Good Good Friday to you! Or Holy Friday. Or Great Friday. Or Easter Friday.
Years ago I taught a Sunday School class on the Poetry & Theology of Hymns. In one sense, I was not very qualified. I am not a musician nor am I a singer. I just enjoyed the power of a hymn to both explain the Gospel and to draw one nearer to Christ. Part of the fascination, too, was about word study. Especially when the lines in the hymn are directly tied to Scripture as well as the language usage at the time the hymn was written.
The lessons included the story behind the hymn. You might love Amazing Grace, but the hymn is bound to your heart forever once you know it was written by the master of a slave ship having an awakening. It is Well With My Soul grabs you in a deeper way when you learn it was written after a man lost his entire family. And Blest Be The Ties That Bind is more relatable when you read it through the eyes of a pastor who changes his mind about leaving his church for another one. Many of the best hymns are relatively simple, easy to remember and compelling in their message.
And then there was Charles Wesley. Most historical references to Charles Wesley say he wrote over 6,000 hymns. He was highly educated. He and his brother John’s rigid devotion and worship was methodical, hence the label Methodists was placed on the Wesleyan movement of that day. Another noteworthy point about both of the Wesley brothers is that they were both involved in Christian ministry and were believers without a doubt. But both had a subsequent religious experience. A profound revelation.
This is relatable to many of us who were born and raised into Christian families, attended church and were perhaps well into adulthood when something happened. It is often that one moves from a head knowledge to a heart knowledge. It may be due to a major event, such as a family death or an accident. It may not be earth shattering at all. C.S. Lewis experienced that moment riding down a dusty road in a motorcycle sidecar driven by his brother. It becomes real. Personal. Rich. You own it. It is a special moment. It is often repeated through rededication or yet another inexplicable time of reawakening. Sometimes a result of an intentional search. Many times by surprise. Always wonderful!
These transformational moments reset one’s GPS. Things are different from that point forward. It was after a life-changing moment, separated by days for the Wesleys, that their true belief became alive and their ministries flourished. This setting is important to understand when you study the context in which many hymns were written.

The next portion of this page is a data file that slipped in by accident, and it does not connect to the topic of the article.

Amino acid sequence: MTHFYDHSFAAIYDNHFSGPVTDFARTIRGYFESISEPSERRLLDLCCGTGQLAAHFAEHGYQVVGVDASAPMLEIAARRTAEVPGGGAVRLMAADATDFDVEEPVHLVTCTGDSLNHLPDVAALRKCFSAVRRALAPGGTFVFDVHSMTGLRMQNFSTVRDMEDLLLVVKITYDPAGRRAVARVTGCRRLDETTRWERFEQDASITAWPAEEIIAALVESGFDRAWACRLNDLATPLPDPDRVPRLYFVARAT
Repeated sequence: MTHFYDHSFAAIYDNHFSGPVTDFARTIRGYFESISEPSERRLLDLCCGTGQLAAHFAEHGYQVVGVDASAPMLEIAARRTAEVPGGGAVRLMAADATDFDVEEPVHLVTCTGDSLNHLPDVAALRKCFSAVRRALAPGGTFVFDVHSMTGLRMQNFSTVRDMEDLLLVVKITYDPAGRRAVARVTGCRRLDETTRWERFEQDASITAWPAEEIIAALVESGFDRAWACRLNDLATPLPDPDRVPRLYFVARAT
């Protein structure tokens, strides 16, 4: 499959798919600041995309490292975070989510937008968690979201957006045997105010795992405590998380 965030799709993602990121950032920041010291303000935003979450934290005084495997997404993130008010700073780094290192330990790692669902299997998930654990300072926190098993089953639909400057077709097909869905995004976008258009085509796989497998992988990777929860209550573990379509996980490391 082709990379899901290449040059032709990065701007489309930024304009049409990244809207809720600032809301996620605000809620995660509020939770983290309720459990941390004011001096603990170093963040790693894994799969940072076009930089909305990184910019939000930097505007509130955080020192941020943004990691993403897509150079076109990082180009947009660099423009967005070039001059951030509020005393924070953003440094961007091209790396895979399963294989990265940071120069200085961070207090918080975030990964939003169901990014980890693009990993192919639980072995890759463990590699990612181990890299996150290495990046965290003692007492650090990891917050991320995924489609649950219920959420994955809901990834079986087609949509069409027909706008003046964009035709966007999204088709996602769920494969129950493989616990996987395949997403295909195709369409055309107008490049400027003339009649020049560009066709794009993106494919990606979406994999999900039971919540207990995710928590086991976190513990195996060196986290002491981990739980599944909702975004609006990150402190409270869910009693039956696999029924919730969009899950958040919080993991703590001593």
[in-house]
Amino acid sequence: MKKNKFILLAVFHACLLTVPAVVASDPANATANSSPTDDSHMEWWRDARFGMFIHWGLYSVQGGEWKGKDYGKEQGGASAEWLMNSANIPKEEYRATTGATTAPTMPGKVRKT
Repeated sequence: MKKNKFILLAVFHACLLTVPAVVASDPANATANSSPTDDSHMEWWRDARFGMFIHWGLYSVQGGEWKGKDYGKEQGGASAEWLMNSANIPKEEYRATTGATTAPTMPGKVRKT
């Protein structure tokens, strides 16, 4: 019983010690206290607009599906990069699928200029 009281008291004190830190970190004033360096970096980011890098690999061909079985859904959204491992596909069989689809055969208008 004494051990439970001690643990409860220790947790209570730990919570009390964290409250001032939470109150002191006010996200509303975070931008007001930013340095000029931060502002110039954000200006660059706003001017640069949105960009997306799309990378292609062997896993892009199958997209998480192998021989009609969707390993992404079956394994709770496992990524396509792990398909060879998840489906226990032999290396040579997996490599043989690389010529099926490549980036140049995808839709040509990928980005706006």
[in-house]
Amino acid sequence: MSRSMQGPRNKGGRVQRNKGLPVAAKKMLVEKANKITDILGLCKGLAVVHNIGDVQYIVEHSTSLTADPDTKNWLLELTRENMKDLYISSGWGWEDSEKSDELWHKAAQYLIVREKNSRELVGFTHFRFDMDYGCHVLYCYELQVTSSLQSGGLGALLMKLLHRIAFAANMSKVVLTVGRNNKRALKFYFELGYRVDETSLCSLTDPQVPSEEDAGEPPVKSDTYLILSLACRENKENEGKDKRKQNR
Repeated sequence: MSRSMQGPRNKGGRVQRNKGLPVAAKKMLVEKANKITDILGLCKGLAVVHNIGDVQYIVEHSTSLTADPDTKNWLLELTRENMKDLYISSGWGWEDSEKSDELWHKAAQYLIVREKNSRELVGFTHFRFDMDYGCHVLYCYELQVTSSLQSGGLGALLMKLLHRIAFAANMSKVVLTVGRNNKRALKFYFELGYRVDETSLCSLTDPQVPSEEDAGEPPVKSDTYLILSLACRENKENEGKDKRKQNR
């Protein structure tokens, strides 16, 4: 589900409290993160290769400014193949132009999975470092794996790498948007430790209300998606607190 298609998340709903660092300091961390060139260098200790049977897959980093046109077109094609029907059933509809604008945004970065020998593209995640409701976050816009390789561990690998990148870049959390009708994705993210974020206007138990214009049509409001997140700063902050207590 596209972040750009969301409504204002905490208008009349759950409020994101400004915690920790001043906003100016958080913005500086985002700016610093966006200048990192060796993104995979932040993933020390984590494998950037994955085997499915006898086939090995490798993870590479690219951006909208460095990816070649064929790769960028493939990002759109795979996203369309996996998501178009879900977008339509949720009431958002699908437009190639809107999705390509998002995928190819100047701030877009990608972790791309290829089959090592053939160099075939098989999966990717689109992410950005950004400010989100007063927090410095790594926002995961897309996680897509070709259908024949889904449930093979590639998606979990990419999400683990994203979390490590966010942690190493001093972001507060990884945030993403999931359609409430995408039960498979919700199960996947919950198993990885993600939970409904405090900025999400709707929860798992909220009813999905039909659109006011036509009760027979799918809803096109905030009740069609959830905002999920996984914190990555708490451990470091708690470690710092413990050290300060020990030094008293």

Charles Wesley wrote many of the great hymns sung in churches today. I had heard of most of them and used many in my Sunday School class. However, it was when I heard that a favorite hymn of Mike Beidel’s was And Can It Be That I Should Gain that I took a closer look. Mike was the headmaster of Trinity Christian Academy in Addison at the time, and a man I greatly respected – and still do. I then read the hymn and listened to the music many times. It grabbed me.
There is an awe in the words. Charles Wesley is writing in disbelief that Jesus’ death for the sins of Man was to benefit him, Charles! So, on this Good Friday, I lift up the words of this hymn for you to consider. Like any piece of poetry, this is not a drive-by collection of words, thoughts and concepts. Dwell on them, and make them yours. Read them and think of Charles crafting each word, each line.
In fact, if you really want some meditative material that will make you think and find nuggets of joy, just savor the poetry and theology in hymns. Some will be familiar, such as O For a Thousand Tongues to Sing. Others such as my favorite Love Divine, All Loves Excelling may be new. All of them have a needed message for us today. They are timeless, as is the case in most things we search for in an effort to find comfort and guidance. LFM
And Can It Be That I Should Gain
By Charles Wesley
1 And can it be that I should gain
An int’rest in the Savior’s blood?
Died He for me, who caused His pain?
For me, who Him to death pursued?
Amazing love! how can it be
That Thou, my God, should die for me?
Amazing love! how can it be
That Thou, my God, should die for me!
2 ‘Tis mystery all! Th’Immortal dies!
Who can explore His strange design?
In vain the firstborn seraph tries
To sound the depths of love divine!
‘Tis mercy all! let earth adore,
Let angel minds inquire no more. [Refrain]
3 He left His Father’s throne above,
So free, so infinite His grace;
Emptied Himself of all but love,
And bled for Adam’s helpless race;
‘Tis mercy all, immense and free;
For, O my God, it found out me. [Refrain]
4 Long my imprisoned spirit lay
Fast bound in sin and nature’s night;
Thine eye diffused a quick’ning ray,
I woke, the dungeon flamed with light;
My chains fell off, my heart was free;
I rose, went forth and followed Thee. [Refrain]
5 No condemnation now I dread;
Jesus, and all in Him is mine!
Alive in Him, my living Head,
And clothed in righteousness divine,
Bold I approach th’eternal throne,
And claim the crown, through Christ my own. [Refrain]
After soaking up the message from reading several times, read it again while listening to the hymn here.